The IEEE 802.3at standard defines a method of safely powering a PD over a cable by power sourcing equipment (PSE), and then removing power if a PD is disconnected. The process proceeds through an idle state and three operational states of detection, classification, and operation. The PSE leaves the cable unpowered (idle state) while it periodically looks to see if something has been plugged in; this is referred to as detection. The low-power levels used during detection are unlikely to damage devices not designed for PoE. If a valid PD signature is present, the PSE my inquire how much power the PD requires; this is referred to as classification. The PSE may then power the PD if it has adequate capacity.
Type 2 PSEs are required to do type 1 hardware classification, plus a (new) data-layer classification, or an enhanced type 2 hardware classification. Type 1 PSEs are not required to do hardware or data link layer (DLL) classification. A type 2 PD must do type 2 hardware classification as well as DLL classification. The PD may return the default, 13W current-encoded class, or one of four other choices. DLL classification occurs after power-on and the ethernet data link has been established.
Once started, the PD must present the maintain power signature (MPS) to assure the PSE that it is still present. The PSE monitors its output for a valid MPS, and turns the port off if it loses the MPS. Loss of the MPS returns the PSE to the idle state. Figure 20 shows the operational states as a function of PD input voltage. The upper half is for IEEE 802.3-2008, and the lower half shows specific differences for IEEE 802.3at. The dashed lines in the lower half indicate these are the same (for example, Detect and Class) for both.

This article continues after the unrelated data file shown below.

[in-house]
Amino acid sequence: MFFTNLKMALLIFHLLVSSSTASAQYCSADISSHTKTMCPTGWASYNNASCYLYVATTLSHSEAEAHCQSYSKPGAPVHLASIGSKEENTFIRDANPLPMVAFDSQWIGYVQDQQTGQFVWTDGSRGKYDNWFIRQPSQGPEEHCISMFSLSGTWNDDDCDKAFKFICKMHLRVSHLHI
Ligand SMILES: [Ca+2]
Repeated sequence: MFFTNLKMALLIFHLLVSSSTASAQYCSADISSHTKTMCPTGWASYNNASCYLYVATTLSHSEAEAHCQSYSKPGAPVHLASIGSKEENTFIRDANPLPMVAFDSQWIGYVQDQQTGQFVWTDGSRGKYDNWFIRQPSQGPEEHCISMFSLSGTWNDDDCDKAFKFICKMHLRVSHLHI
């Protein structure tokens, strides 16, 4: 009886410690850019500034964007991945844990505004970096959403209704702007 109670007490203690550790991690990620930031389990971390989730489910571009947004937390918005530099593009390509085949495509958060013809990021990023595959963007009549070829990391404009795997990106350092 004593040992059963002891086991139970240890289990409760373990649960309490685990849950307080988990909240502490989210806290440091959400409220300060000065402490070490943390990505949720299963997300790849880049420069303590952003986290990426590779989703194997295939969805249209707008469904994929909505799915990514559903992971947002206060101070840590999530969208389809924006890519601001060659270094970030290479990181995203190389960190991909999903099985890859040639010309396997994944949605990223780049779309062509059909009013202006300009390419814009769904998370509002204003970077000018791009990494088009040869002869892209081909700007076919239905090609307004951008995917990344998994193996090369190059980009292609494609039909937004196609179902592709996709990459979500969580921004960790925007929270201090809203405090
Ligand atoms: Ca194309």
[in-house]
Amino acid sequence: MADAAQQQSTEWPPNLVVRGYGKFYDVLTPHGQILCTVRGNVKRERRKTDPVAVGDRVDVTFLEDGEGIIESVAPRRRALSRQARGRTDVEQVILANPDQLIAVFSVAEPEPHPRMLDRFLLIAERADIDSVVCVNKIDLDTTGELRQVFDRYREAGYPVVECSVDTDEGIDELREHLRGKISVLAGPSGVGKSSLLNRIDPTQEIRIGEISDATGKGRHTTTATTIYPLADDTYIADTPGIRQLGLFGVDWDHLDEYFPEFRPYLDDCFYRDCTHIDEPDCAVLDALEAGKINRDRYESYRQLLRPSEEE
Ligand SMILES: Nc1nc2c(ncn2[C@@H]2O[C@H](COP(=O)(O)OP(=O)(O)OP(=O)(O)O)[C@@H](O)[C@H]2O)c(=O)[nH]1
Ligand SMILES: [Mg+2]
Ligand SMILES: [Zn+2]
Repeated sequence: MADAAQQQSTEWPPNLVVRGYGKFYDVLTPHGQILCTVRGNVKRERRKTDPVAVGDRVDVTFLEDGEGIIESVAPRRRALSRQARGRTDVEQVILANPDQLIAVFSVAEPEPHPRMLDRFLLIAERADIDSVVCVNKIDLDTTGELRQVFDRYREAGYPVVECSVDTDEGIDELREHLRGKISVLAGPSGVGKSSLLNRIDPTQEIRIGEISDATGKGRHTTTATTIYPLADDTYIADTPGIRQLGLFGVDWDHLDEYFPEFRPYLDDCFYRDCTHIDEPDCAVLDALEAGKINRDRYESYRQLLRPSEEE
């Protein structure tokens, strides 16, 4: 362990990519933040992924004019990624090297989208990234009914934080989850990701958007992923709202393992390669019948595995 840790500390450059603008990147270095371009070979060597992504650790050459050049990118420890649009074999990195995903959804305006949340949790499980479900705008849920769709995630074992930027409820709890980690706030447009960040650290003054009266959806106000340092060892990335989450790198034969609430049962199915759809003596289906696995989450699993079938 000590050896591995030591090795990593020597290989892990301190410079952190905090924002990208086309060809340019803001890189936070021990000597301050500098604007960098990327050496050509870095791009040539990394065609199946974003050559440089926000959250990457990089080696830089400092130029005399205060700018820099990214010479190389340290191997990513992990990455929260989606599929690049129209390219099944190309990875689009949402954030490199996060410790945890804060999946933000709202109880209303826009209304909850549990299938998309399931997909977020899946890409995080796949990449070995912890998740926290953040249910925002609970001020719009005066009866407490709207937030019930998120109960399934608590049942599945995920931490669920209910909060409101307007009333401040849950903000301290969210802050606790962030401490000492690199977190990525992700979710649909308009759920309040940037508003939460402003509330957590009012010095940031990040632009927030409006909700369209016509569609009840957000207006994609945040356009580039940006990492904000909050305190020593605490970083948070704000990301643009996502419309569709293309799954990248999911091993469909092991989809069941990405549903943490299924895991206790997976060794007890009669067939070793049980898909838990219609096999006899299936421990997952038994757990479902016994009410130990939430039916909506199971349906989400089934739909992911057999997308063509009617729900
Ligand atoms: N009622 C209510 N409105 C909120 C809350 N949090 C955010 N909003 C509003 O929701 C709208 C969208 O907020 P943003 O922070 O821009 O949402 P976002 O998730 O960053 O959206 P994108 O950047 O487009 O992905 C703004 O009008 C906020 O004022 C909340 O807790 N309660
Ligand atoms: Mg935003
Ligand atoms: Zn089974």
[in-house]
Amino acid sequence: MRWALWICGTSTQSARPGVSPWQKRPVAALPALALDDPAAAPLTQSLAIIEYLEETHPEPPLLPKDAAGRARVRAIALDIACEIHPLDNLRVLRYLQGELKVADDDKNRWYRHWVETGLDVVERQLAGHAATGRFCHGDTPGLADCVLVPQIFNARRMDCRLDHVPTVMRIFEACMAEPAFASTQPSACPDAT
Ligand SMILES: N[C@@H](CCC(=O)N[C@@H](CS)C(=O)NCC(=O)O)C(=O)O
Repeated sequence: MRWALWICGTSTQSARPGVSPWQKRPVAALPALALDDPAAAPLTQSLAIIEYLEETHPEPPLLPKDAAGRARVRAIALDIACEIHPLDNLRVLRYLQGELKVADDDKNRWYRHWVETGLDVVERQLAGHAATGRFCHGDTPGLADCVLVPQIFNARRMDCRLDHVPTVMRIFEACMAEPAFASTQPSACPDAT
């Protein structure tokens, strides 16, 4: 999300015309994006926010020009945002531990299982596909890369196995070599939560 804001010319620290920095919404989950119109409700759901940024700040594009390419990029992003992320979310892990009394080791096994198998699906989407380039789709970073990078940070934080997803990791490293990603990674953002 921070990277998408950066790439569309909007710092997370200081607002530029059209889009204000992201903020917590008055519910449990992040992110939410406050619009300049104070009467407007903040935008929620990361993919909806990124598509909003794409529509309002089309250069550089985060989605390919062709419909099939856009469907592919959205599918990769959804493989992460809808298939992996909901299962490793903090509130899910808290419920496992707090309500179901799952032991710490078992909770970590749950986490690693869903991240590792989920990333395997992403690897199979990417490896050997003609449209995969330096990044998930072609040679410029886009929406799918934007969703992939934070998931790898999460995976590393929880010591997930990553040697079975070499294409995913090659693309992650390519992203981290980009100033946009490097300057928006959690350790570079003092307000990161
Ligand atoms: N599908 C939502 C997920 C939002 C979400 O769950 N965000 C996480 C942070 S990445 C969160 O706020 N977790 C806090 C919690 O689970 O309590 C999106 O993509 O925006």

The PD input, typically an RJ-45 eight-lead connector, is referred to as the power interface (PI). PD input requirements differ from PSE output requirements to account for voltage drops and operating margin. The standard allots the maximum loss to the cable regardless of the actual installation to simplify implementation. IEEE 802.3-2008 was designed to run over infrastructure including ISO/IEC 11801 class C (CAT3 per TIA/EIA-568) that may have had AWG 26 conductors. IEEE 802.3at type 2 cabling power loss allotments and voltage drops have been adjusted for 12.5-Ω power loops per ISO/IEC11801 class D (CAT5 or higher per TIA/EIA-568, typically AWG number 24 conductors). Table 2 shows key operational limits broken out for the two revisions of the standard.
|STANDARD||POWER LOOP RESISTANCE|
|PSE STATIC |
|PD INPUT |
|STATIC PD INPUT VOLTAGE|
|POWER ≤ |
|POWER > |
802.3at (Type 1)
|20 Ω||15.4 W||44 V||13 W||37 – 57 V||N/A|
|802.3at (Type 2)||12.5 Ω||30 W||50 V||25.5 W||37 – 57 V||42.5 – 57 V|
The PSE can apply voltage either between the RX and TX pairs (pins 1 to 2 and 3 to 6 for 10baseT or 100baseT), or between the two spare pairs (4 to 5 and 7 to 8). Power application to the same pin combinations in 1000baseT systems is recognized in IEEE 802.3at. 1000baseT systems can handle data on all pairs, eliminating the spare pair terminology. The PSE may only apply voltage to one set of pairs at a time. The PD uses input diode bridges to accept power from any of the possible PSE configurations. The voltage drops associated with the input bridges create a difference between the standard limits at the PI and the TPS23754 specifications.
A compliant type 2 PD has power management requirements not present with a type 1 PD. These requirements include the following:
As a result of these requirements, the PD must be able to dynamically control its loading and monitor T2P for changes. In cases where the design must know specifically if an adapter is plugged in and operational, the adapter should be individually monitored, typically with an optocoupler.